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ABSTRACT: Research on photosynthetic electron transfer closely parallels that of other electron transfer pathways and in many cases they overlap. Thus, the first bacterial cytochrome to be characterized, called cytochrome c (2), is commonly found in non-sulfur purple photosynthetic bacteria and is a close homolog of mitochondrial cytochrome c. The cytochrome bc (1) complex is an integral part of photosynthetic electron transfer yet, like cytochrome c (2), was first recognized as a respiratory component. Cytochromes c (2) mediate electron transfer between the cytochrome bc (1) complex and photosynthetic reaction centers and cytochrome a-type oxidases. Not all photosynthetic bacteria contain cytochrome c (2); instead it is thought that HiPIP, auracyanin, Halorhodospira cytochrome c551, Chlorobium cytochrome c555, and cytochrome c (8) may function in a similar manner as photosynthetic electron carriers between the cytochrome bc (1) complex and reaction centers. More often than not, the soluble or periplasmic mediators do not interact directly with the reaction center bacteriochlorophyll, but require the presence of membrane-bound intermediates: a tetraheme cytochrome c in purple bacteria and a monoheme cytochrome c in green bacteria. Cyclic electron transfer in photosynthesis requires that the redox potential of the system be delicately poised for optimum efficiency. In fact, lack of redox poise may be one of the defects in the aerobic phototrophic bacteria. Thus, large concentrations of cytochromes c (2) and c' may additionally poise the redox potential of the cyclic photosystem of purple bacteria. Other cytochromes, such as flavocytochrome c (FCSD or SoxEF) and cytochrome c551 (SoxA), may feed electrons from sulfide, sulfur, and thiosulfate into the photosynthetic pathways via the same soluble carriers as are part of the cyclic system.Photosynthesis Research 02/2003; 76(1-3):111-26. DOI:10.1023/A:1024910323089 · 3.19 Impact Factor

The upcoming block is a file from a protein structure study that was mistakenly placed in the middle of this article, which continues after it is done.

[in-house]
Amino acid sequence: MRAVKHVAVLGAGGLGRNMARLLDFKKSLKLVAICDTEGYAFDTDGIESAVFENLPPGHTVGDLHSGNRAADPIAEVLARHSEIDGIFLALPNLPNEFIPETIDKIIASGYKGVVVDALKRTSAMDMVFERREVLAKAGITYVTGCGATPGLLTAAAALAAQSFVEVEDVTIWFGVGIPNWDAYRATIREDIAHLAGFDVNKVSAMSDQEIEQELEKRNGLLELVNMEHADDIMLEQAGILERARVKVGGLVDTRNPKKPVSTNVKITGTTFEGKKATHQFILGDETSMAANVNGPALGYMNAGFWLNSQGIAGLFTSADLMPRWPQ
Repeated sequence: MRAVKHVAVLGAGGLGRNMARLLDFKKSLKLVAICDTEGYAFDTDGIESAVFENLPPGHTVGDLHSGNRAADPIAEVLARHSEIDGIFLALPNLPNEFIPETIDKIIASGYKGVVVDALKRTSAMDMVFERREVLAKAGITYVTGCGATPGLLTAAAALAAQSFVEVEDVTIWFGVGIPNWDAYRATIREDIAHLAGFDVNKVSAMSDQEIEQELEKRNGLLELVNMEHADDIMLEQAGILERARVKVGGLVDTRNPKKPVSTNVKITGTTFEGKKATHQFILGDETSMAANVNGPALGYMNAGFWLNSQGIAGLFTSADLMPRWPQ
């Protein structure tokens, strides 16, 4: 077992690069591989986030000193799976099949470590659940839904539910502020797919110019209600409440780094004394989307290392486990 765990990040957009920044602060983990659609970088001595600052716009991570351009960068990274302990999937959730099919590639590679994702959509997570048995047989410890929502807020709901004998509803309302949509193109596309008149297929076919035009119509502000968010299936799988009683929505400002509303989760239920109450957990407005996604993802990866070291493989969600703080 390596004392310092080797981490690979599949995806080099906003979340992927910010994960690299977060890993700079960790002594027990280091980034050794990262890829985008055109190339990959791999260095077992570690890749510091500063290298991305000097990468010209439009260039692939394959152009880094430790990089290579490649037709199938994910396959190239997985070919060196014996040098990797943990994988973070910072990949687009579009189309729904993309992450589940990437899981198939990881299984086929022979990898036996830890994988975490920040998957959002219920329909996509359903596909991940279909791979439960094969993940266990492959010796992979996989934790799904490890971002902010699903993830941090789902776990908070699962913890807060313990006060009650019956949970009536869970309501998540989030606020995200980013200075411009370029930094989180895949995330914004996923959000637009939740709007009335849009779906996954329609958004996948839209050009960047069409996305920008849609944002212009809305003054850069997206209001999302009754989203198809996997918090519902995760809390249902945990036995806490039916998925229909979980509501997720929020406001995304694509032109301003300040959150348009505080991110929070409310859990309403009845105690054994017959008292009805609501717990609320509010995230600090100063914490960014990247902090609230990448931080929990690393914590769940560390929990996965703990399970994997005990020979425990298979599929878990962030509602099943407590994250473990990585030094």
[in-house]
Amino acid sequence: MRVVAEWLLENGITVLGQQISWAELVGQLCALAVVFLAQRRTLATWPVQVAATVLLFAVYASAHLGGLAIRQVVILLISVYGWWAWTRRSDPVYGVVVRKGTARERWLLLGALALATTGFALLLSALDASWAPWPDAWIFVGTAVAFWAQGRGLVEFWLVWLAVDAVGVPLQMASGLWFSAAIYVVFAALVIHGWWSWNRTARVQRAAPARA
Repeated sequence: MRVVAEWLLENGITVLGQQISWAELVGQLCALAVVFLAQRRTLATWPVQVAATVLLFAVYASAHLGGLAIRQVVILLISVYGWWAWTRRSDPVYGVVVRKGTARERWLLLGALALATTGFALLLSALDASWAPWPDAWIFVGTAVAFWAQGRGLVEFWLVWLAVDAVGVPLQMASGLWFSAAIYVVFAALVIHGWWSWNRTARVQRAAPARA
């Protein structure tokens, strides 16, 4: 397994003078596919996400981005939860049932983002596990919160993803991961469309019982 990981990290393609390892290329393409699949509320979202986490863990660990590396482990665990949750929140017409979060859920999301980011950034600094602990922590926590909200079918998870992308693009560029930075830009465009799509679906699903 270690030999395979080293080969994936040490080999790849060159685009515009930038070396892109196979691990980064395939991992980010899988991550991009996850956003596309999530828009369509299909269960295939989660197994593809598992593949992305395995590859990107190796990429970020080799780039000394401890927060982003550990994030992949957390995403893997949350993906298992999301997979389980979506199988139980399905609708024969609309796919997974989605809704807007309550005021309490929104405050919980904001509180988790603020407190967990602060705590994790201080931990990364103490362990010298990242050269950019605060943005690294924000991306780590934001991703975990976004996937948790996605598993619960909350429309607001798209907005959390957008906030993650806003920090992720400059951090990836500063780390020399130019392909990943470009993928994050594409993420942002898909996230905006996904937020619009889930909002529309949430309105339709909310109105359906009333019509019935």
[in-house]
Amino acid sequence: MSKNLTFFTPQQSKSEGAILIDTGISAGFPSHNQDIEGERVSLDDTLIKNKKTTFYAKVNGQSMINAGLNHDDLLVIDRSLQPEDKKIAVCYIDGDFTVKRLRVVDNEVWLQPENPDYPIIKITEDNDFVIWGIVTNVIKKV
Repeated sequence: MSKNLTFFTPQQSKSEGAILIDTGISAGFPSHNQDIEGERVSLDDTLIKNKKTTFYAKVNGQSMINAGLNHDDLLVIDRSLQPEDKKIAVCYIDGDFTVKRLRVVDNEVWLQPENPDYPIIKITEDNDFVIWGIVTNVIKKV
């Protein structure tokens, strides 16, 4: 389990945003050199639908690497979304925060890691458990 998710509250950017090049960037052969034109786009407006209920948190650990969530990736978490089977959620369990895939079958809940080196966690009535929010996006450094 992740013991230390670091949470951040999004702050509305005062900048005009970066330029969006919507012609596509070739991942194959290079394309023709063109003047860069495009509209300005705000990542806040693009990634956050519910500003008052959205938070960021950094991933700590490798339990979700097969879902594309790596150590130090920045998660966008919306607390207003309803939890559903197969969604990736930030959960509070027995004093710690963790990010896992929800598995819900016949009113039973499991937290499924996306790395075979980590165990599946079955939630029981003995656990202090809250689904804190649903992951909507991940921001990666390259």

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ABSTRACT: The reversible formal potentials of auracyanin A and auracyanin B, two closely related "blue" copper proteins from the photosynthetic bacterium Chloroflexus aurantiacus, have been determined by protein film voltammetry in the range 4<or=pH<or=9. At pH 7 in 0.1 M NaCl, the values of for auracyanin A and auracyanin B are 205+/-7 mV and 215+/-7 mV, respectively, versus the standard hydrogen electrode. In both cases there is a smooth but non-sigmoidal change in from approximately 190 mV at pH 9 to approximately 240 mV at pH 4. The small changes in as a function of pH indicate that auracyanin A and auracyanin B differ from those "blue" copper proteins in which the Cu site in the reduced (Cu(I)) state switches to a redox-inhibited form at low pH. For auracyanin A, the results obtained by protein film voltammetry are closely similar to those obtained by the conventional spectroelectrochemical method. The findings are discussed in relation to the putative role of auracyanin in biological electron transfer.JBIC Journal of Biological Inorganic Chemistry 03/2003; 8(3):306-17. DOI:10.1007/s00775-002-0416-5 · 3.16 Impact Factor